I have to keep reminding myself that when we get away from the marina or tourist scene, the Panamanians, rich or poor, are really very nice. I think the years of colonial servitude when the Canal was U.S.-run probably corrupted at lot of the population. The Canal Administration and even the American-dominated national administration was likely less corrupt back then. The military police stayed on top of the situation to keep rebellion from flaring up. Any system of foreign masters however, especially where the masters (and their local toadies) are rich and the servants are poor, inevitably creates a corrupt, sycophantic environment. Since the hand-over in the 1990s, the country has been run by Panamanians themselves. As in most post-colonial states, that does not mean that everybody is involved. It’s generally always been a local elite replacing the old colonial masters. Probably worse for most of the people now. Here it has only meant a series of corrupt dictators and corrupt, quasi-democratic politicians. It’s the old Latin American syndrome. Panamá and Laton America has not as a rule been made up of the settler and small local business model. Much more common has been the conquistadores (and their present-day successors and emulators), on the one hand, and the enslaved indigenas or imported African slaves, serfs and/or peons, on the other. Slavery has been outlawed, although in some of Latin America only after World War II. The economic differences between classes (elites and peons; minimally small middle class) are still huge and the system, as always, benefits the rich. Any middle class that arose in Panamá in the past was based upon work with the U.S. Canal Administration. When the U.S.A. left, the middle class was wiped out.

Sorry about the rant!

Back to our situation. Did I say we want so badly to get out of here? So, I am repeating myself. Sorry, but I repeat myself. The alternatives to either staying here or sailing to The Marquesas are to return to Bahía de Caráquez, Ecuador (safe, temperate, familiar to us but the 600 miles to windward and it feels like backtracking), head west to Western Panamá (Chiriqui State) (been there; done that) or Costa Rica (not too far but very wet and rainy; a good angle for The Marquesas in say February, though).

Stay tuned. We have lots of food now so we could go anywhere. The Marquesas for the duration might still be the best bet. At least we would be cruisers!

I have to go back out to the boat now in order to hang upside down over the Lister diesel and adjust the packing gland nut. It infuriated and exhausted me for several hours the other day because I could not loosen the locking nut and the wenches I have would not do the trick. Now, thanks to Pedro the Carpenter on S/V Jade and Ron & Diane on S/V Batwing, I have some better tools. A filthy and physically demanding job even so. The packing gland is leaking steadily and I do not want to leave with the idea of having to pump every two hours as we cross the Pacific. Monday I shall go into to town and buy a pair of 2.5-inch adjustable wrenches.

Our digital camera seems to be baulking so I can hardly find pictures to add at present. I have come to the conclusion that S/V Vilisar is the graveyard of electronics. I may junk even the VHF radio and go back to semaphore, which happily I remember from my Wolf Cub days. Can’t remember anyone’s name any more, but I remember semaphore!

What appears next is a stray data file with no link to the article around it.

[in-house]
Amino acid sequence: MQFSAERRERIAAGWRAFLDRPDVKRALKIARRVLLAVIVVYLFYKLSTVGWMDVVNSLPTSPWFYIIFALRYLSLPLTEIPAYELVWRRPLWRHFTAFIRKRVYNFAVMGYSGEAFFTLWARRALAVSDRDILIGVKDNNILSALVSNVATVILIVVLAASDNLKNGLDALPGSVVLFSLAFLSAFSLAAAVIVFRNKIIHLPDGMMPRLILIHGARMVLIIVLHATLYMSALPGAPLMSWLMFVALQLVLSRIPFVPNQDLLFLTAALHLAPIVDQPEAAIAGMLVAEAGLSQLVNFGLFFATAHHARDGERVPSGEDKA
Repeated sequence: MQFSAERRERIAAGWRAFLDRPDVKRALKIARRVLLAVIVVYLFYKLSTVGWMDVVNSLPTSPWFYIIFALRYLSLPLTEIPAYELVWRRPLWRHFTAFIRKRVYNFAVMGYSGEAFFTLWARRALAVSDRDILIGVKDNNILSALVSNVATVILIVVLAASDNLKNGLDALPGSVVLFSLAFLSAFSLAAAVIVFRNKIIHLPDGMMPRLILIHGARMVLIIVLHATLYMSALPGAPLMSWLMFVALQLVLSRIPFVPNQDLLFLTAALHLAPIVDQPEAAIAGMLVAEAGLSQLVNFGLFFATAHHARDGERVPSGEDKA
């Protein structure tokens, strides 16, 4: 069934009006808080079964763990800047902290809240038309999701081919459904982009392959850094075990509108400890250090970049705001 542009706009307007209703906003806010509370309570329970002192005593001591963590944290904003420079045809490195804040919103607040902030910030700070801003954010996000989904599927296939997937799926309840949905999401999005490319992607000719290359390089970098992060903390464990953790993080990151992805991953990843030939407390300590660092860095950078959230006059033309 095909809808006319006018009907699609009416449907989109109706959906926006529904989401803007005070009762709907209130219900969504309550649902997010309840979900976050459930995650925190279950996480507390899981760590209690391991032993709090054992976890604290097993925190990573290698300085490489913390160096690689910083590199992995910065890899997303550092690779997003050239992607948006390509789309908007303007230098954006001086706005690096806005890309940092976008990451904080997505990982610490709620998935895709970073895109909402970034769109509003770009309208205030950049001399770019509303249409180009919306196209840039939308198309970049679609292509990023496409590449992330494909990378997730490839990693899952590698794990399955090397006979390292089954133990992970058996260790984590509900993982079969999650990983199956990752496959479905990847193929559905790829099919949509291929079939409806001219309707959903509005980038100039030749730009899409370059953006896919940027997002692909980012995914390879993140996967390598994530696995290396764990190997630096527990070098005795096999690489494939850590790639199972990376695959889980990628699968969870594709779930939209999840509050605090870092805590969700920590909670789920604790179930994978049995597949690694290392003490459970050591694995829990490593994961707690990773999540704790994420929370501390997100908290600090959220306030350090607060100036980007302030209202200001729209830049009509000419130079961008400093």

Sunday, 12 July 2009

A big squall blew up yesterday afternoon and caused another Chinese Fire Drill in the anchorage. It seemed to be the bigger boats that had the most trouble here in this poor holding. One 55-footer sailboat, S/V Sea Fury, dragged up onto the causeway in the 30-40 knot winds. A bunch of other cruisers zipped over there after the first phase of the storm and pushed her off with their inflatables. Someone eventually got the engine going and the anchor up and drove Sea Fury way out to drop the anchor again. Roger and his wife looked a little puzzled as they went past us after returning long after the storm had blown through. Not one of the several work boats and pilot boats that ply the dock even took any notice let alone offer to help. Although she did not drag through the yacht anchorage, even a 200-foot steel dredging vessel, way out, dragged right up on the beach with her bow still pointed to windward because her anchor was down. She apparently has no functioning engine at present. A sister vessel came in at speed, through them a line in the torrential rains and towed them off tout de suite. Impressive seamanship!

We ourselves did not drag anchor. When I saw the squall coming, we shut all the ports, hatches and the skylight and I let out another 150 feet of nylon rode in addition to the 200 feet of anchor chain we already had out. Then, when the wind hit, we started the engine and drove forward very slowly to take any strain off the anchor. I think it would all have held without us, but, with the extra rode out, we were closer to lee shore and, although on a rising tide, the waves were beginning to build and we might have started touching bottom. After the storm passed through (45 minutes), we motored out into 25 feet of water and re-anchored. It’s now a longer row into the dock, but it’s safer. It’s best to be back on your boat by mid-afternoon as that is when the squalls normally go through, and you can at least take some counter-measures if you start dragging. I am considering setting up the second anchor so it can be deployed quickly and making it possible to buoy the anchor with a fender, cut the line, head out to sea if the anchor will not hold, and return later to pick up the anchor.

Today is very hot and relatively windless so far (noon). I hung into the bilge behind the engine and got the locking nut free on the stuffing gland, tightened things up to stop the dripping, greased the threads and the nuts well and set the locking nut again. Amazing what the right tools will do for you! Will buy a pair of big wrenches tomorrow in town. If the packing gland starts dripping again significantly after we run the engine, I shall know that the engine either is probably no longer properly aligned with the shaft or the stuffing material is shot.

We are getting ourselves into the mood for leaving for The Galapagos and The Marquesas again. Perhaps by the end of the week. It looks like 14 days to San Cristóbal Island in The Galapagos with most of it beating or close-reaching and average speeds of about 3 knots.